The First Year

We hope you will find the following account by Linda Holmes of value in planning the first year of implementation:

Linda Holmes’s description of the first year in Langley, B.C. with a multi-age class, along with pictures and various documents she prepared. Ms. Holmes, in her pioneering program took on the challenge of implementing LiD after hearing it discussed quite briefly, and before any of the resources that have now been developed were available.

Subsequent Years

“Some operating principles”. This document offers advice about how to engage students’ imaginations in their topics, and how to keep accommodate support for the students as they get older and change the nature of their interest in their topics.

“Building the portfolio.” A discussion of the practical steps to help the student build the portfolio, and advice about the form and development of portfolios.

If you want to encourage your students to enlarge their LiD work in scope or variety, or if they ask for some new ideas, you might try Linda Holmes’s 39 “Tip of the Week” suggestions valuable. Check them out–with thanks to Linda for continuing practical supports for the program.

For secondary students

Teachers working with secondary students working on their LiD projects sometimes would like resources that can focus on some aspect of a student’s portfolio work that might need some help. The incomparable Kelly Robinson has been producing lots of such resources, and we are delighted that she is letting us use them here. Click below to see a set of these that can enrich students’ work, help them with their research, give them ideas for presentations, and other useful material.

“Statement of purpose”

This handout is to help students clarify what aspects of their topic they want to pursue and maybe hone in on new areas. It will also help them move from a general topic to precise questions to pursue.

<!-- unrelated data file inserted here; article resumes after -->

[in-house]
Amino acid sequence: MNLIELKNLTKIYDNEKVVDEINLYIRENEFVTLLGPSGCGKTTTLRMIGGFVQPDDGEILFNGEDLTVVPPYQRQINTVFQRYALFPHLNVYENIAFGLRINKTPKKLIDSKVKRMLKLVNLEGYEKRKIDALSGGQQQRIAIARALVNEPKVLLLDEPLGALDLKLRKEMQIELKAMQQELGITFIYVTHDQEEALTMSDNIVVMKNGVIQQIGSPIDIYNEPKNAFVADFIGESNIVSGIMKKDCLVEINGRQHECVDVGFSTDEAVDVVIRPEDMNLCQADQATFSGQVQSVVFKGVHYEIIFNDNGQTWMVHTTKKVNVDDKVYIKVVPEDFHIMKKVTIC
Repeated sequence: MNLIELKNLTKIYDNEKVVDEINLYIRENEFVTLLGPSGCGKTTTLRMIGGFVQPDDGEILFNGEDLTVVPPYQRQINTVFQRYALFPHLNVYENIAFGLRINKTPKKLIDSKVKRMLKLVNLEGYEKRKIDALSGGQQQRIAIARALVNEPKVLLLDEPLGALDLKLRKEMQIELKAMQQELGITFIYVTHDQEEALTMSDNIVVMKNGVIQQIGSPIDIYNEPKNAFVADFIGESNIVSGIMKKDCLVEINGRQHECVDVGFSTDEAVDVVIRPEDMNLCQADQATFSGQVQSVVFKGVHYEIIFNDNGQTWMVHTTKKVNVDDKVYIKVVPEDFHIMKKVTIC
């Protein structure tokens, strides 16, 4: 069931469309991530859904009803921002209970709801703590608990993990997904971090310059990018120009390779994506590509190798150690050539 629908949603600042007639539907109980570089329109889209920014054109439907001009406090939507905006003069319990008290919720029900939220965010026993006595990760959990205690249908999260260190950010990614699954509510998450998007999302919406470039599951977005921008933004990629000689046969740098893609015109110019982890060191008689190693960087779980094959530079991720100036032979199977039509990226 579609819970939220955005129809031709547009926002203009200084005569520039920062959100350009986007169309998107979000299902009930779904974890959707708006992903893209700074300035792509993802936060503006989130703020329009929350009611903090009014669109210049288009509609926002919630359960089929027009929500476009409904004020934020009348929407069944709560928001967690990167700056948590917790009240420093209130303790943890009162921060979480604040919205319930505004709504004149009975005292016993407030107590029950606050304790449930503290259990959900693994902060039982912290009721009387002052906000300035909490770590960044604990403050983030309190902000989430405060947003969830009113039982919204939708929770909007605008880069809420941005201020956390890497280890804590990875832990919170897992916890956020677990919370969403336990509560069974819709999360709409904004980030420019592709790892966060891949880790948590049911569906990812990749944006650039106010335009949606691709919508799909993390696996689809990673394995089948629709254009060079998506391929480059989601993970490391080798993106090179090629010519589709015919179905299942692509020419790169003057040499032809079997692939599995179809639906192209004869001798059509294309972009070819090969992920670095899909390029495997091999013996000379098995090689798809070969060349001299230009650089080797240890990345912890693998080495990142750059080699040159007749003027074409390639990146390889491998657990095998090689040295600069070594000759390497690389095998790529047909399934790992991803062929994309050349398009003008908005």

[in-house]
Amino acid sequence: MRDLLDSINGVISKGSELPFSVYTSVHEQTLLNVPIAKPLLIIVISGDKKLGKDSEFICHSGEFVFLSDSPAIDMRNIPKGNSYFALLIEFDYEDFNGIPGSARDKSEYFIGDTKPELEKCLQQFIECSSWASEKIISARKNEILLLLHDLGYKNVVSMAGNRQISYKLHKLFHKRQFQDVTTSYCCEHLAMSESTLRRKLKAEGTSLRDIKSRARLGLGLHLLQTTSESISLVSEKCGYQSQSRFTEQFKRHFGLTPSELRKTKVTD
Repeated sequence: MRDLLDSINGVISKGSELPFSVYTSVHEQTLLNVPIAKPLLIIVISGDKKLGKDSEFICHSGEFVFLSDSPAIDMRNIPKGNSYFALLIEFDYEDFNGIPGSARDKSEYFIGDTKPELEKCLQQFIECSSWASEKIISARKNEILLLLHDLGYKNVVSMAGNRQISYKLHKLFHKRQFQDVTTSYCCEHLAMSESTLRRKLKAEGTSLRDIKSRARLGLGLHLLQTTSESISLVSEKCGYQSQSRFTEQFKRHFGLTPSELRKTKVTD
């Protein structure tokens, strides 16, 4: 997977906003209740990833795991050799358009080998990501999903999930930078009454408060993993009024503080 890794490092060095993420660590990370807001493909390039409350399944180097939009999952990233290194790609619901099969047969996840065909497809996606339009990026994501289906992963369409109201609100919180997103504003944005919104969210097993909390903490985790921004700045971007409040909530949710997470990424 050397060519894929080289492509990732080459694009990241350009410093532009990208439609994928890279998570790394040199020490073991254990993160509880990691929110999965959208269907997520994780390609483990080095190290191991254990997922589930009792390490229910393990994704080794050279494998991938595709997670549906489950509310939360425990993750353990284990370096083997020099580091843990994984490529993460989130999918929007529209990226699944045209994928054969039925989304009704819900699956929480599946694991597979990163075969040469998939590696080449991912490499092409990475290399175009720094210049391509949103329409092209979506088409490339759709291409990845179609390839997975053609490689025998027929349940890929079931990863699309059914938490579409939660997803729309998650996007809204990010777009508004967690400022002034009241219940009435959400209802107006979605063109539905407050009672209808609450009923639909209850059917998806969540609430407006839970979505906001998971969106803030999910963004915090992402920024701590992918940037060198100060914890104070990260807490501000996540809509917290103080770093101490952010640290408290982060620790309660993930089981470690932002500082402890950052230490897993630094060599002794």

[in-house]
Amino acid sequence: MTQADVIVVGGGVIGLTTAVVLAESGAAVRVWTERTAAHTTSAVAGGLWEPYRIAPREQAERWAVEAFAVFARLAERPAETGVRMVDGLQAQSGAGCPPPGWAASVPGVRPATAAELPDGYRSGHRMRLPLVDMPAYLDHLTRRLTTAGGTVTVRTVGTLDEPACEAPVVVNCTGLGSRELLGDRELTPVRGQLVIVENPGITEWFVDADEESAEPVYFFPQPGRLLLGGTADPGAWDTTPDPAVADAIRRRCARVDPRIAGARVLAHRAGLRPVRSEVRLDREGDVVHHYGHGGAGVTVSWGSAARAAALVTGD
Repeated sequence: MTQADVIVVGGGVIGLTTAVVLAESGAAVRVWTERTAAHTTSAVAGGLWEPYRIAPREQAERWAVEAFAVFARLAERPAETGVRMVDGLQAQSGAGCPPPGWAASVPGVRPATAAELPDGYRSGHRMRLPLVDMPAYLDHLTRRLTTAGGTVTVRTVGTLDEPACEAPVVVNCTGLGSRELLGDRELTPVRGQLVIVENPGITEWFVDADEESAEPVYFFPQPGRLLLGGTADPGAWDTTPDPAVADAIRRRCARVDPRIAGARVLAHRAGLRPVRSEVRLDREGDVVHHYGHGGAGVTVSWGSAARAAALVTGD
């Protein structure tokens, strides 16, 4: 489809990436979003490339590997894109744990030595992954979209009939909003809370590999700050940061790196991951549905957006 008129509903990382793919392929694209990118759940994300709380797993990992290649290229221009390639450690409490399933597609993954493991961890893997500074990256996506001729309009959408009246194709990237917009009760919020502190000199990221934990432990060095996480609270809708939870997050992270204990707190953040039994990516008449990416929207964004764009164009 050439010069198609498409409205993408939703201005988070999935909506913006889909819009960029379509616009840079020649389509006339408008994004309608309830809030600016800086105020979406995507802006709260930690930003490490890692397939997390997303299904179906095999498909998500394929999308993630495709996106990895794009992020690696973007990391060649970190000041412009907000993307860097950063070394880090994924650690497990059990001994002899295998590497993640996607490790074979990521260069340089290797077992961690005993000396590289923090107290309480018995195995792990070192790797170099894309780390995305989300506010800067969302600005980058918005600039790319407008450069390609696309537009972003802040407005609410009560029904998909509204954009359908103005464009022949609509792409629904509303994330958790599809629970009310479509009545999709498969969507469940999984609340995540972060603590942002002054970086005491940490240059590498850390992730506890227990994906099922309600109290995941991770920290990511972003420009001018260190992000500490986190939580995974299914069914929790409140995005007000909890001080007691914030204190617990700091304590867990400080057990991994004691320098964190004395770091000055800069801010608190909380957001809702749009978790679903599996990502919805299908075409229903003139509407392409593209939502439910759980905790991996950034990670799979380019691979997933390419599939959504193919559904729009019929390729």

“Statement of purpose”

“Extremes and limits”

This is a handout for teacher/student that can help stimulate students’ thinking about their topic either at the beginning of their LiD topic research or at any point where they feel a bit “stuck.”

“Extremes and limits”

“Pivotal Person Biography”

This handout will help students look for the people behind their topic, or the people who animate it in some way, to drive towards a deeper understanding of the topic.

“Pivotal Person Biography”

“LiD Research Reflection”

This handout is a set of questions that will help students reflect on their research.

“LiD Research Reflection”

“Research log”

This handout is a framework they can use to log their research work and record sources of information.

“Research log”

“Six facets questions”

This is a handout to help students explore various dimensions of their topics by learning to ask a variety of different kinds of questions.

“Six facets questions”

“Tell a tale . . .”

This handout helps students think about their topics in narrative terms, which can be useful in stimulating more engagement with the topic and also for preparing descriptions and presentations of the topic to others.

“Tell a tale . . .”

Objections & Responses

This is a rather lengthy discussion of the pros and cons of the LiD program. Or at least it is an attempt to waylay a number of concerns about the applicability of the program, and respond to what are the commonest objections people have made or that we can imagine.